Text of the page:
Marie Wieck, general manager of IBM’s blockchain unit, told the Australian Financial Review (AFR) that governments around the world should embrace blockchain technology and use it for all of their services.
Speaking to the AFR at IBM’s THINK conference in Las Vegas, Wieck said that broader adoption of distributed ledger technology (DLT) could contribute about $3.1 trillion to the global economy. She also praised Dubai as the most active blockchain user.
Wieck noted that governments are either fully supporting the technology and the cryptocurrency concept or entirely rejecting them. South Korea, for example, is taking the toughest stance on blockchain and cryptocurrency use, while the federal government of Dubai leads in their adoption.
“There is no question that the level of blockchain activity in Dubai far exceeds just about every other place because it has made the mandate, from a government perspective, that in December of 2021 they won't be using any paper-based systems,” Wieck said.
“In order to do this, they are putting all documents on a blockchain,” she added.
Dubai, which aims to become a smart city, launched the Dubai Blockchain Strategy via state agencies Smart Dubai Office and the Dubai Future Foundation. Both initiatives are backed by UAE Prime Minister Sheikh Mohammed bin Rashid Al Maktoum.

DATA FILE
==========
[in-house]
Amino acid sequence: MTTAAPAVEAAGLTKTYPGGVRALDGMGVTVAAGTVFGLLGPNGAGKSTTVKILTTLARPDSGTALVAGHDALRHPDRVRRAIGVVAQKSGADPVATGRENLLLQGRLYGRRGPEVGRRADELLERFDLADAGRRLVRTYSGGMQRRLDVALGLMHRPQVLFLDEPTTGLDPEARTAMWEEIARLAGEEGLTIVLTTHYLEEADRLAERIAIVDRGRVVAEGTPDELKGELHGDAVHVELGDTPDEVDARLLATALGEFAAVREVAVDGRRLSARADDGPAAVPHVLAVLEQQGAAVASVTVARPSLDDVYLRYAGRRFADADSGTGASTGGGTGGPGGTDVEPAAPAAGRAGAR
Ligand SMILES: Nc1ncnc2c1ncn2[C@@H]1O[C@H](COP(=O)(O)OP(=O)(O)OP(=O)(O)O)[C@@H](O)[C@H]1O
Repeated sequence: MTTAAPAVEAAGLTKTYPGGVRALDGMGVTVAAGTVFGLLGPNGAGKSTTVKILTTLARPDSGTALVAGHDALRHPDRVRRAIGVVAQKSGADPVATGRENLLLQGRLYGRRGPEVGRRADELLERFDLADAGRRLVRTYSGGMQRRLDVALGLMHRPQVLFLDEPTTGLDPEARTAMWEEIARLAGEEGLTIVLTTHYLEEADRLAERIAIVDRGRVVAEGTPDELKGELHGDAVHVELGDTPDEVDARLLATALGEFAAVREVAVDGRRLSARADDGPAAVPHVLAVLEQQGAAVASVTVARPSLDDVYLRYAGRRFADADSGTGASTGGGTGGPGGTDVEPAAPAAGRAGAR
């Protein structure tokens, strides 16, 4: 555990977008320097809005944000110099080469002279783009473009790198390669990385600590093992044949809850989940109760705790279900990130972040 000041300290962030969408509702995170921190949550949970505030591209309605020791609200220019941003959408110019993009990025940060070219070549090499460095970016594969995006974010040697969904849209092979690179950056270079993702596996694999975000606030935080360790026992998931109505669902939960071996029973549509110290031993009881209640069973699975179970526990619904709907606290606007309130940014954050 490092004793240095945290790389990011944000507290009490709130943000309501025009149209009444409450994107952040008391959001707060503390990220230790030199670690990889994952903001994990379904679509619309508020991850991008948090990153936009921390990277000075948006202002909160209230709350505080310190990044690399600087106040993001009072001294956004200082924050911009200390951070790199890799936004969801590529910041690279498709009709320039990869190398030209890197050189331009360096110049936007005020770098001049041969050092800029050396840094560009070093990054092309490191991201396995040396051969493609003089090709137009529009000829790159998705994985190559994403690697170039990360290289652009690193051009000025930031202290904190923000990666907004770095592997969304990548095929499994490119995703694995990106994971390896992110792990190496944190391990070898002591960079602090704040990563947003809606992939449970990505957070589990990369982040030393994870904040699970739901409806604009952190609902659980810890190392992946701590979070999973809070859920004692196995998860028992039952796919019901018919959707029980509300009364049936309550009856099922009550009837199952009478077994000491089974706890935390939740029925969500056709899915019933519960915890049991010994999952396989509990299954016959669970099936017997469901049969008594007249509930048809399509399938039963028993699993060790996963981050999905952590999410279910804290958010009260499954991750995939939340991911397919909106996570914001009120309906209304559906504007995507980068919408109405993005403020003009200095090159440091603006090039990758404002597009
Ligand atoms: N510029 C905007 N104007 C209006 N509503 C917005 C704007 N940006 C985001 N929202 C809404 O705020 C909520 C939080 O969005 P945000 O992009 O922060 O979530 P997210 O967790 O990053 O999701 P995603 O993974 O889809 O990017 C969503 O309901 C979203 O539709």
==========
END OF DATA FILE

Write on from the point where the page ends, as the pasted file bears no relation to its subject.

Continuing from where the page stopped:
Starting in 2016, the strategy aims to make blockchain an integral part of the city’s public sector by 2020. However, Smart Dubai Office head Aisha Bint Butti bin Bishr said in January that the target could be achieved by the end of 2018.
IBM is one of the leaders among blockchain developers and promoters. The US-based tech giant recognized the technology’s potential way before its peers.
At the THINK conference, IBM presented four new blockchain projects and initiatives, with a focus on the beta launch of the Blockchain Platform Starter Plan, on which we reported last month.
IBM also presented three new consulting services, such as advising on setting blockchain experiments in 12 weeks or integrating DLT with other innovative technologies like artificial intelligence.
Wieck is confident that blockchain will have an impact on every industry and every country. Antarctica is the only place where we don’t have a blockchain project yet, according to her.
The THINK conference attracted 40,000 people, making it the biggest one in IBM's history.